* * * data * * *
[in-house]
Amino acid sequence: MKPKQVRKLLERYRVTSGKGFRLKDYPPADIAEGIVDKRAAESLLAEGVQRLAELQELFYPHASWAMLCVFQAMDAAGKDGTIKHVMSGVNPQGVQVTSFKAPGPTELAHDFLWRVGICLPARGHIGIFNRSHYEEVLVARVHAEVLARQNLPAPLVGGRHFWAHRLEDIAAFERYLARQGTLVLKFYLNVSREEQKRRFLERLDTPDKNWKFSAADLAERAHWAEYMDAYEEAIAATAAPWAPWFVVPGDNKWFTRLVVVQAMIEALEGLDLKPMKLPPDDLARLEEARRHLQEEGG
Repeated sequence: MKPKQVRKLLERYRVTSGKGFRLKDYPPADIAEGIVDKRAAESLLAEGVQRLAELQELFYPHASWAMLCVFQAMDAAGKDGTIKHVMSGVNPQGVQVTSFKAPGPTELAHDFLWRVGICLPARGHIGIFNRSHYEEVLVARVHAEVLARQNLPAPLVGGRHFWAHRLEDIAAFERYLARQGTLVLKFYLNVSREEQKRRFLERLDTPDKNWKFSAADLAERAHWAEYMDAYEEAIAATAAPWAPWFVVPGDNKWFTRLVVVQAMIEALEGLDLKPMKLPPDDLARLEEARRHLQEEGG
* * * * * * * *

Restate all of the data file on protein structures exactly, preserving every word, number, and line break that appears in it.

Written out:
[in-house]
Amino acid sequence: MKPKQVRKLLERYRVTSGKGFRLKDYPPADIAEGIVDKRAAESLLAEGVQRLAELQELFYPHASWAMLCVFQAMDAAGKDGTIKHVMSGVNPQGVQVTSFKAPGPTELAHDFLWRVGICLPARGHIGIFNRSHYEEVLVARVHAEVLARQNLPAPLVGGRHFWAHRLEDIAAFERYLARQGTLVLKFYLNVSREEQKRRFLERLDTPDKNWKFSAADLAERAHWAEYMDAYEEAIAATAAPWAPWFVVPGDNKWFTRLVVVQAMIEALEGLDLKPMKLPPDDLARLEEARRHLQEEGG
Repeated sequence: MKPKQVRKLLERYRVTSGKGFRLKDYPPADIAEGIVDKRAAESLLAEGVQRLAELQELFYPHASWAMLCVFQAMDAAGKDGTIKHVMSGVNPQGVQVTSFKAPGPTELAHDFLWRVGICLPARGHIGIFNRSHYEEVLVARVHAEVLARQNLPAPLVGGRHFWAHRLEDIAAFERYLARQGTLVLKFYLNVSREEQKRRFLERLDTPDKNWKFSAADLAERAHWAEYMDAYEEAIAATAAPWAPWFVVPGDNKWFTRLVVVQAMIEALEGLDLKPMKLPPDDLARLEEARRHLQEEGG